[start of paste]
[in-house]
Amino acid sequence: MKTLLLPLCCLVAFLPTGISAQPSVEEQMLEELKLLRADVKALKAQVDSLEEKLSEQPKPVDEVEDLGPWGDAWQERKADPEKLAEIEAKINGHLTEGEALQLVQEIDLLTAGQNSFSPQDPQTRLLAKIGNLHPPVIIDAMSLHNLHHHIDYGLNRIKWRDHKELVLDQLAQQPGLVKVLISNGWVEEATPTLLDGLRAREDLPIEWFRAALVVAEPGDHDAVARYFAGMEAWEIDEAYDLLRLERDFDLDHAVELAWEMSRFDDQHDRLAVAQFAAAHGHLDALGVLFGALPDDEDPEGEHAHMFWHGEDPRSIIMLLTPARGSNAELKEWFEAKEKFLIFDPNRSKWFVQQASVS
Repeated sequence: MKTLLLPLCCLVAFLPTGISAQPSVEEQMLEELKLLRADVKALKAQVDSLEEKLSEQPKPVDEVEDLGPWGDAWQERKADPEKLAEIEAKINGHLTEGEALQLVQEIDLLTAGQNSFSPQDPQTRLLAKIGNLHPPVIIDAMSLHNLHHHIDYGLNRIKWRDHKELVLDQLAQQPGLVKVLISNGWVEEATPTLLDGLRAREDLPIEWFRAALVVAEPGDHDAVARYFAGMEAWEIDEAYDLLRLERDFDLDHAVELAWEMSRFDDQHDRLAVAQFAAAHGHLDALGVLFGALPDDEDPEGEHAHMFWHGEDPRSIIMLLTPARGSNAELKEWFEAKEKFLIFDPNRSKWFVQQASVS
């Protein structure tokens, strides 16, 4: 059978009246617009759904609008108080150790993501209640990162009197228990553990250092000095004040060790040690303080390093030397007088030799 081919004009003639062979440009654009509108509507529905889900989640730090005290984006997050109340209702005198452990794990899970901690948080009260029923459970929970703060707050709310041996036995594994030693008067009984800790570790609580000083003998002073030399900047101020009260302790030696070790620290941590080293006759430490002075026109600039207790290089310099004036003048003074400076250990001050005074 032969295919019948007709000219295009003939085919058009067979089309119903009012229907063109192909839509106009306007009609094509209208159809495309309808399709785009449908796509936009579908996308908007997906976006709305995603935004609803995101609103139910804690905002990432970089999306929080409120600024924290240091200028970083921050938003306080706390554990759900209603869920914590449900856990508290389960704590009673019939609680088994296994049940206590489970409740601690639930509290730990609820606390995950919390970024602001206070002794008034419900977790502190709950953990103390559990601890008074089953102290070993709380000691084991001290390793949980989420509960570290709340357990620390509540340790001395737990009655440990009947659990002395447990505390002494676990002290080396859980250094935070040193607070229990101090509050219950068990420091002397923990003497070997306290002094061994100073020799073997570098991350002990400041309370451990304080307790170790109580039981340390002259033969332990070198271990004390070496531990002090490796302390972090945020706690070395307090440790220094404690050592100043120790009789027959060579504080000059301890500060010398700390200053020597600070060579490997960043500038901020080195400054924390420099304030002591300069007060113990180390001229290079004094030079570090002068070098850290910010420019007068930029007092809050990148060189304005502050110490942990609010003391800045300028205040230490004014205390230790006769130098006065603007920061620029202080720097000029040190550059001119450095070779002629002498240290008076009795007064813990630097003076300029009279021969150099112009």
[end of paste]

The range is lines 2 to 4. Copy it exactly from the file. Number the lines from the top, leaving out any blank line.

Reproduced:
Amino acid sequence: MKTLLLPLCCLVAFLPTGISAQPSVEEQMLEELKLLRADVKALKAQVDSLEEKLSEQPKPVDEVEDLGPWGDAWQERKADPEKLAEIEAKINGHLTEGEALQLVQEIDLLTAGQNSFSPQDPQTRLLAKIGNLHPPVIIDAMSLHNLHHHIDYGLNRIKWRDHKELVLDQLAQQPGLVKVLISNGWVEEATPTLLDGLRAREDLPIEWFRAALVVAEPGDHDAVARYFAGMEAWEIDEAYDLLRLERDFDLDHAVELAWEMSRFDDQHDRLAVAQFAAAHGHLDALGVLFGALPDDEDPEGEHAHMFWHGEDPRSIIMLLTPARGSNAELKEWFEAKEKFLIFDPNRSKWFVQQASVS
Repeated sequence: MKTLLLPLCCLVAFLPTGISAQPSVEEQMLEELKLLRADVKALKAQVDSLEEKLSEQPKPVDEVEDLGPWGDAWQERKADPEKLAEIEAKINGHLTEGEALQLVQEIDLLTAGQNSFSPQDPQTRLLAKIGNLHPPVIIDAMSLHNLHHHIDYGLNRIKWRDHKELVLDQLAQQPGLVKVLISNGWVEEATPTLLDGLRAREDLPIEWFRAALVVAEPGDHDAVARYFAGMEAWEIDEAYDLLRLERDFDLDHAVELAWEMSRFDDQHDRLAVAQFAAAHGHLDALGVLFGALPDDEDPEGEHAHMFWHGEDPRSIIMLLTPARGSNAELKEWFEAKEKFLIFDPNRSKWFVQQASVS
């Protein structure tokens, strides 16, 4: 059978009246617009759904609008108080150790993501209640990162009197228990553990250092000095004040060790040690303080390093030397007088030799 081919004009003639062979440009654009509108509507529905889900989640730090005290984006997050109340209702005198452990794990899970901690948080009260029923459970929970703060707050709310041996036995594994030693008067009984800790570790609580000083003998002073030399900047101020009260302790030696070790620290941590080293006759430490002075026109600039207790290089310099004036003048003074400076250990001050005074 032969295919019948007709000219295009003939085919058009067979089309119903009012229907063109192909839509106009306007009609094509209208159809495309309808399709785009449908796509936009579908996308908007997906976006709305995603935004609803995101609103139910804690905002990432970089999306929080409120600024924290240091200028970083921050938003306080706390554990759900209603869920914590449900856990508290389960704590009673019939609680088994296994049940206590489970409740601690639930509290730990609820606390995950919390970024602001206070002794008034419900977790502190709950953990103390559990601890008074089953102290070993709380000691084991001290390793949980989420509960570290709340357990620390509540340790001395737990009655440990009947659990002395447990505390002494676990002290080396859980250094935070040193607070229990101090509050219950068990420091002397923990003497070997306290002094061994100073020799073997570098991350002990400041309370451990304080307790170790109580039981340390002259033969332990070198271990004390070496531990002090490796302390972090945020706690070395307090440790220094404690050592100043120790009789027959060579504080000059301890500060010398700390200053020597600070060579490997960043500038901020080195400054924390420099304030002591300069007060113990180390001229290079004094030079570090002068070098850290910010420019007068930029007092809050990148060189304005502050110490942990609010003391800045300028205040230490004014205390230790006769130098006065603007920061620029202080720097000029040190550059001119450095070779002629002498240290008076009795007064813990630097003076300029009279021969150099112009």